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Critical safety legislation passes U.S. Senate

July 15, 2016

The U.S. Senate yesterday passed S. 2614, Kevin and Avonte's Law, legislation that would help safeguard children with autism or other developmental disabilities from wandering. According to a recent national survey, a third of school-age children with autism had wandered away from caregivers. 

Kevin and Avonte’s Law is named in honor of two boys with autism who perished after wandering. Nine-year-old Kevin Curtis Wills wandered from home and drowned in Iowa’s Raccoon River in 2008.  Fourteen year-old Avonte Oquendo left his school and drowned in New York City’s East River in 2014.  

The legislation was introduced in the U.S. Senate by a bipartisan group of Senators that included Senator Chuck Schumer of New York, Senate Judiciary Committee Chairman Chuck Grassley of Iowa, and Senator Thom Tillis of North Carolina. Representative Chris Smith, co-chair of the Congressional Autism Caucus, and Representative Maxine Waters have introduced a companion bill in the U.S House of Representatives. 

“The feeling of dread and helplessness families must feel when a loved one with Alzheimer’s or autism goes missing is unimaginable.  But with the Senate’s approval of Kevin and Avonte’s Law, we are one important step closer to increasing the chances of a positive ending to many of these nightmares.  This bipartisan bill applies proven community alert systems to help locate people with Alzheimer’s, dementia, autism and related disorders who may be susceptible to wandering away from safety. It also supports training for first responders and other community officials to better prevent and respond to these cases," said Grassley said at the bills passing. He added, “By preventing similar tragedies in the future, we can honor the lives of Kevin, Avonte and others who lost their lives because a medical condition caused them to wander from safety.  That’s exactly what this bill aims to do,”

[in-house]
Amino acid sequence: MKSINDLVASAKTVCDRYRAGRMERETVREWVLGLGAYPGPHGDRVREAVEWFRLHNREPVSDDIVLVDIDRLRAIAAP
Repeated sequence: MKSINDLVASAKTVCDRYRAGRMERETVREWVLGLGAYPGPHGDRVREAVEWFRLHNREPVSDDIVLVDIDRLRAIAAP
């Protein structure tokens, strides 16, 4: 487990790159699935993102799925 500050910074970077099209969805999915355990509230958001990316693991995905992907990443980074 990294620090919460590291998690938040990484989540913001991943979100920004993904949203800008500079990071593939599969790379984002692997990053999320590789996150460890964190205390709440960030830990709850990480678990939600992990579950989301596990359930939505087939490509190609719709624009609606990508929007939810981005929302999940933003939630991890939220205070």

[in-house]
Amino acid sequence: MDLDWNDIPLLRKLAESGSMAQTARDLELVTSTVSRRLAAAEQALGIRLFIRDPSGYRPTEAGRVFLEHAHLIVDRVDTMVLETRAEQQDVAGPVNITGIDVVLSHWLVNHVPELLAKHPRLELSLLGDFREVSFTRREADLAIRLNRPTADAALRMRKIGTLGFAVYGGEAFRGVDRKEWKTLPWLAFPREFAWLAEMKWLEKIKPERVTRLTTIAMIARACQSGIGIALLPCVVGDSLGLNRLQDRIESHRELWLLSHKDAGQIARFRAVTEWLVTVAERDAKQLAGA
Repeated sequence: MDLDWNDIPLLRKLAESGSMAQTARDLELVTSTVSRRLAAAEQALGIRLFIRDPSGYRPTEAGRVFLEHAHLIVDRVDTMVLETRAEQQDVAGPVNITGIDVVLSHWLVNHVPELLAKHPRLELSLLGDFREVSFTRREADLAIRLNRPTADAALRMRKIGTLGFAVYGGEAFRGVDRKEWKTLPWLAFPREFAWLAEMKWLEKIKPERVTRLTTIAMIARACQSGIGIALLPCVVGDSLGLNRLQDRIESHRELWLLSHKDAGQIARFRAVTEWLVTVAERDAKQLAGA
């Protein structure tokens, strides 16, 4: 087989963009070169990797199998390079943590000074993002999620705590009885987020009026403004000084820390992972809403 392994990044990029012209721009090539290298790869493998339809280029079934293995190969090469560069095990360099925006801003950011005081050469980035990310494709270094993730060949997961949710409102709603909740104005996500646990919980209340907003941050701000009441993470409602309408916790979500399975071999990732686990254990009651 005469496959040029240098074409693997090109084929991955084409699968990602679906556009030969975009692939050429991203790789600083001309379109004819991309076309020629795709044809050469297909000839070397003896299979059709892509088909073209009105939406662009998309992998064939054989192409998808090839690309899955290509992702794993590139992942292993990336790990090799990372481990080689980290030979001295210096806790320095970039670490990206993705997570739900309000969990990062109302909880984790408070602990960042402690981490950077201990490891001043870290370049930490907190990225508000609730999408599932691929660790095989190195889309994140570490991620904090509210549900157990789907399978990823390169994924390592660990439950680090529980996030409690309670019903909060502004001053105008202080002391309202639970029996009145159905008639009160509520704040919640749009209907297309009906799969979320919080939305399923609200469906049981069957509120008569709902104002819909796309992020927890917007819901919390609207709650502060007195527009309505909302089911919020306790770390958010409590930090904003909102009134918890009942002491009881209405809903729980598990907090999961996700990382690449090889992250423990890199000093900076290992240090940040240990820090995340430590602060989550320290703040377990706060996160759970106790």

Kevin and Avonte's Law would allow Justice Department grants to be used by law enforcement agencies and nonprofits for educational and other programs. The grants would facilitate training and emergency protocols for school personnel, supply first responders with additional information and resources, and make locating technology programs available for individuals who may wander from safety.    

“We sincerely thank the champions of Kevin and Avonte’s law in the U.S. Senate who worked tirelessly to pass this legislation aimed at protecting individuals who may wander from safety,” said Angela Geiger, president and CEO of Autism Speaks, “Protecting our loved ones is a crucial issue for our community and we look forward to advocating for this legislation in the House of Representatives to fully empower communities to prevent wandering and locate loved ones who may be missing.”